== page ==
I am not suggesting a spiritual understanding. we should recognize that he means to be taken literally. is complex. and the moving star of Bethlehem. I should say rather that when an author uses symbols. Again. If the author of Revelation calls Jesus the bright morning star. an attempt to understand what the ancient author meant to say. often encourages this anachronistic approach to scriptural texts. not even a superstar. The author of the Gospel of Matthew took the star image literally (or the tradition he drew upon took it literally). namely an allegorical interpretation. we should recognize them as symbols. or to read the genealogies of Jesus carefully and discover that they all trace his Davidic lineage through Joseph. with different strata and a mixture of understandings of messianic titles.” What did the expression mean in the several stages of development. The church. HS: Are you saying that any Christian who takes history seriously has to interpret the New Testament in a symbolic way rather than a literal way? FMC. The simple believer who says that Jesus was or was not the Son of God is actually thinking in sophisticated ontological (or physical) terms. orthodox or fundamentalist. I think it would be disturbing to discover that Paul is unaware of the doctrine of the virgin birth. and when he speaks literally. traditional language used to describe the priestly messiah. if examined historically and critically. Greek categories. For the person who supposes that the Holy Spirit is the physical father of Jesus. if this expression means what it usually does. My concern is to pursue the historical exegesis of expressions like the “son of God. how are we to understand this expression? In this case it is clearly poetic language. Jesus is not a star. in its transformations? I think the late New Testament understanding—the ontological—is not part of Jesus’ thinking or of Paul’s belief or the thinking of his early followers. let me stress that I wish interpretation of biblical literature to be historical and critical.F R A N k M O O R e C R O S S gesting a more spiritual than literal understanding of that concept. which 152 . What is the meaning of a genealogy that goes through Joseph if in fact Jesus is not the son of Joseph? The testimony of the New Testament. FMC: I should like to be more precise in our language.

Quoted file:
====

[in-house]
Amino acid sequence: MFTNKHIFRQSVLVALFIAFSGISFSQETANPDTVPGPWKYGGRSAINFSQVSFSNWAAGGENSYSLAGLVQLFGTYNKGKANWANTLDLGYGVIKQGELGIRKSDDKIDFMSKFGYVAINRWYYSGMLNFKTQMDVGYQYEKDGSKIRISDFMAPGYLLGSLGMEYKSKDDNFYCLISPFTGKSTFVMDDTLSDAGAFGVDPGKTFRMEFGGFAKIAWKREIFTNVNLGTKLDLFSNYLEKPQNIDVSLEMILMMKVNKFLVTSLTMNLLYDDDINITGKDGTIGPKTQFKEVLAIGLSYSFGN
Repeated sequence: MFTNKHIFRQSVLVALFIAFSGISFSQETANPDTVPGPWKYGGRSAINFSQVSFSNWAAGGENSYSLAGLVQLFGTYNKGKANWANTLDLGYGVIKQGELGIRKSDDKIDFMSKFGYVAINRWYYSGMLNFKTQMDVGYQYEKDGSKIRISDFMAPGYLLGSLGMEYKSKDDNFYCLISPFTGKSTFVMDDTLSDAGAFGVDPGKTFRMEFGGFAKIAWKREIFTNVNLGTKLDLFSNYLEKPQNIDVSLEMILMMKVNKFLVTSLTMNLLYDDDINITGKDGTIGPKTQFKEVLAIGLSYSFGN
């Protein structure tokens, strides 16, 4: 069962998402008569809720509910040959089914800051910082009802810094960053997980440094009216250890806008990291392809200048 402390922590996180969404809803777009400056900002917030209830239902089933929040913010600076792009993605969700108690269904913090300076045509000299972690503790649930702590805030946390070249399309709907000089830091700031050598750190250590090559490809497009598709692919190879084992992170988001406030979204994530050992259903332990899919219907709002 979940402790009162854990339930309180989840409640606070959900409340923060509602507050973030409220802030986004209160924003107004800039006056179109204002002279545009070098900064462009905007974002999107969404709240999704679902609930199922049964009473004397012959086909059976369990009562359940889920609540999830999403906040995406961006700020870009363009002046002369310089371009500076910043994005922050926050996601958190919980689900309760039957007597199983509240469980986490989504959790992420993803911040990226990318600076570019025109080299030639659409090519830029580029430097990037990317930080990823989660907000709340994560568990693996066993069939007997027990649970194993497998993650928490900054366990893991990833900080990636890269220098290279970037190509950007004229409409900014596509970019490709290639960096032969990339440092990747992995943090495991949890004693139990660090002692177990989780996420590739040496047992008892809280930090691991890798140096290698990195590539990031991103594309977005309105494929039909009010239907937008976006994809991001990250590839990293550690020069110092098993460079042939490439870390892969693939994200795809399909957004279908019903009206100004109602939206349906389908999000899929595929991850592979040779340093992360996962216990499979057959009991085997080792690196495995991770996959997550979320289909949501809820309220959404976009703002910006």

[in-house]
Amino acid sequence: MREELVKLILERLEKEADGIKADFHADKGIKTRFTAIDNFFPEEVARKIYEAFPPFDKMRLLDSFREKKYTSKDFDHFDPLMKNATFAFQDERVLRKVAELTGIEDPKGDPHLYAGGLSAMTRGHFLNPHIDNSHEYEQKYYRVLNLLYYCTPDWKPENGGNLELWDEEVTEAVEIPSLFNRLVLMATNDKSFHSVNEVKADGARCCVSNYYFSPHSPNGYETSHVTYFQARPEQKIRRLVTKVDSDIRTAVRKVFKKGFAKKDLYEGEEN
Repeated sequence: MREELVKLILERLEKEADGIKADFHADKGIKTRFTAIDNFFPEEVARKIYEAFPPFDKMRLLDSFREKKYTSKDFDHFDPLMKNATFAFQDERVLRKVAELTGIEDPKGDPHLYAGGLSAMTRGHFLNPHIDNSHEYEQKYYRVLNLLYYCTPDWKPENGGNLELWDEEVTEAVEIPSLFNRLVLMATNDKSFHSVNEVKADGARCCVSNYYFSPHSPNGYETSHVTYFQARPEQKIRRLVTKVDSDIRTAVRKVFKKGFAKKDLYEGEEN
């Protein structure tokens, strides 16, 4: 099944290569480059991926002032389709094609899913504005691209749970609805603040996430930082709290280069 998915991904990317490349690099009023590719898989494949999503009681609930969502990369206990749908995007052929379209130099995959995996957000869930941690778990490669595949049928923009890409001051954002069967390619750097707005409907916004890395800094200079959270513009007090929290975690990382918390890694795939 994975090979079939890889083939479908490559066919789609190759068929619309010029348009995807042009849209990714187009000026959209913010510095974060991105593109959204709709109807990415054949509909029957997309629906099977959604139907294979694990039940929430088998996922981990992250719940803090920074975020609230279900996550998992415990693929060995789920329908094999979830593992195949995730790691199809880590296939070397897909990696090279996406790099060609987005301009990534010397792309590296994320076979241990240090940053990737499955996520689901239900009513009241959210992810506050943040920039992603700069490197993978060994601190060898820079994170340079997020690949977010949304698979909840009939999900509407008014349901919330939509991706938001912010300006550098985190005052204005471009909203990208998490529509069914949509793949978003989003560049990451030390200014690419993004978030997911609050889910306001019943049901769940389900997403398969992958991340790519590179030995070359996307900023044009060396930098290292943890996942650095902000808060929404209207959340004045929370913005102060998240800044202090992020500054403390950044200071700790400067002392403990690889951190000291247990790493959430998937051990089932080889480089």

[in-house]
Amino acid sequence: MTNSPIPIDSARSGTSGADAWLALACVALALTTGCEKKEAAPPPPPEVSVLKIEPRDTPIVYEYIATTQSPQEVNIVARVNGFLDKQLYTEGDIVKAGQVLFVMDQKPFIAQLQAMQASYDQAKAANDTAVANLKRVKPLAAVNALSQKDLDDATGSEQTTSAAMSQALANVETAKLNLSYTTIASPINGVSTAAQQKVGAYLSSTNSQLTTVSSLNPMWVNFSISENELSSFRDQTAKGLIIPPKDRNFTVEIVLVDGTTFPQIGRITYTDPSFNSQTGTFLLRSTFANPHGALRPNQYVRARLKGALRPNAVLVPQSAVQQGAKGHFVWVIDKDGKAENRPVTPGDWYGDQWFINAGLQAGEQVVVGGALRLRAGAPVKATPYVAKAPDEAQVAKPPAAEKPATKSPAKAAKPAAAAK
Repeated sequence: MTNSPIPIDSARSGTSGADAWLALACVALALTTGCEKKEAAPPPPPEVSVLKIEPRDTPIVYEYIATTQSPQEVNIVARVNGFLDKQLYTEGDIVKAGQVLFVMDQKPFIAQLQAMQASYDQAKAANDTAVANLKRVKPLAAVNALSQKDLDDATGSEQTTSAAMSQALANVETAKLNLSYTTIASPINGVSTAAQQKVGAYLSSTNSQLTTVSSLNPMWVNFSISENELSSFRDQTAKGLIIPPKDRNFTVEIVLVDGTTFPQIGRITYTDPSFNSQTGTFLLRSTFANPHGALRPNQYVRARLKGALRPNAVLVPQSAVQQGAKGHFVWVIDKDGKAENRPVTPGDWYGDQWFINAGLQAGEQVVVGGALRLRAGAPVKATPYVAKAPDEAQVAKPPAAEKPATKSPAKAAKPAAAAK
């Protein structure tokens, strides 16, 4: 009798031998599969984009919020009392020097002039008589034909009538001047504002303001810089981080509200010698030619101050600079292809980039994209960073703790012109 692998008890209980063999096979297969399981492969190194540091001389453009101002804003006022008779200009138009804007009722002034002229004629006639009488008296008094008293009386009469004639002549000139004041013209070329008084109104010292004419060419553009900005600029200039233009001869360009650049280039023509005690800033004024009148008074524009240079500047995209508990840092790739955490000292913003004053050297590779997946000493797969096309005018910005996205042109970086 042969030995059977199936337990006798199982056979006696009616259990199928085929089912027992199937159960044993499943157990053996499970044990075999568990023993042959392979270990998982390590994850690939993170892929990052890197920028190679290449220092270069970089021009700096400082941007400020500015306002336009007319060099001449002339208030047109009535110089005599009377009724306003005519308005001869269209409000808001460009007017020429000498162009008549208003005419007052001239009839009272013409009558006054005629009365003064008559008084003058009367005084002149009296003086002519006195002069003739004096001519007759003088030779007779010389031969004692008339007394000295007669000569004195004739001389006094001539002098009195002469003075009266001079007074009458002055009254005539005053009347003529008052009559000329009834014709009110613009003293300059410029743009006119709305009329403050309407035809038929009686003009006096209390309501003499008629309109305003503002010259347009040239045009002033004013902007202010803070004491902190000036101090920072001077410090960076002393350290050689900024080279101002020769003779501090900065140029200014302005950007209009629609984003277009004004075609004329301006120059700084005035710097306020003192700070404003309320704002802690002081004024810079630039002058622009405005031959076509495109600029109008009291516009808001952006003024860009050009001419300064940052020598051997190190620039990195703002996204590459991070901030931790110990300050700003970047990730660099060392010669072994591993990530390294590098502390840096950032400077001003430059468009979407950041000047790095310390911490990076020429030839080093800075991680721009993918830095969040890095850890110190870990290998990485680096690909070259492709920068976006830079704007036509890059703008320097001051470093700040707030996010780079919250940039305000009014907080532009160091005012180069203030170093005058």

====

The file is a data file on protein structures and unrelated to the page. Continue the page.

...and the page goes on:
HS: Is this Jewish uneasiness related to the continuities. But the difference between interpreting the expres­ sion “son of god” to mean that Jesus was the actual. This prospect is not always welcome. not in the Greek categories of medieval Christianity. they would like to push Christianity as far away from Judaism as possible. In light of their experience with Christianity. Both positions reject historical approaches to the text of the Bible. How then could he feel secure in what was. the inspired and infallible word of God? He decided that the text used in Calvin’s commentaries was authoritative and maintained without error by the Holy Spirit. Many conservative Jews are also uneasy about these continuities. Often these continuities require that Christians reinterpret the New Testament or Christian tradition in Jewish or Old Testament categories. or is it related to the possibility that the sanctity of the Masoretic text will be undermined? FMC: It is true that some are concerned about the possibility of a variety of textual traditions alongside the Masoretic text to which they are accustomed and which they had assumed goes back unchanged to the biblical authors. As I have noted. The scrolls underline the continuities between Christianity and Judaism. Jews 153 . I am reminded of a young biblical scholar of rigid Calvinistic stock who discovered that there were variations in manuscripts of both the Old and the New Testament. The ultraorthodox Jew can proceed the same way and fix on the biblical text of Maimonides as authoritative. we are talking about a threat to central doctrine. in fact. let’s say. The problem is not serious. was invented. physical son of god and the adopted son of god. If you have variations between. this was a title of the Judean kings. HS: But isn’t there a difference between problems faced by informed Jews and problems faced by informed Christians? In the case of Christianity. a legal fiction. is different—especially in light of its history for 1.500 years and more. FMC: The threat to the orthodox doctrine of the divinity of Jesus comes not from the appearance of the epithet “son of God” at Qumrân.D e A D S e A S C R O l l S is an embarrassment to moderns. the Old greek text and the Masoretic text. these are mostly nonideological.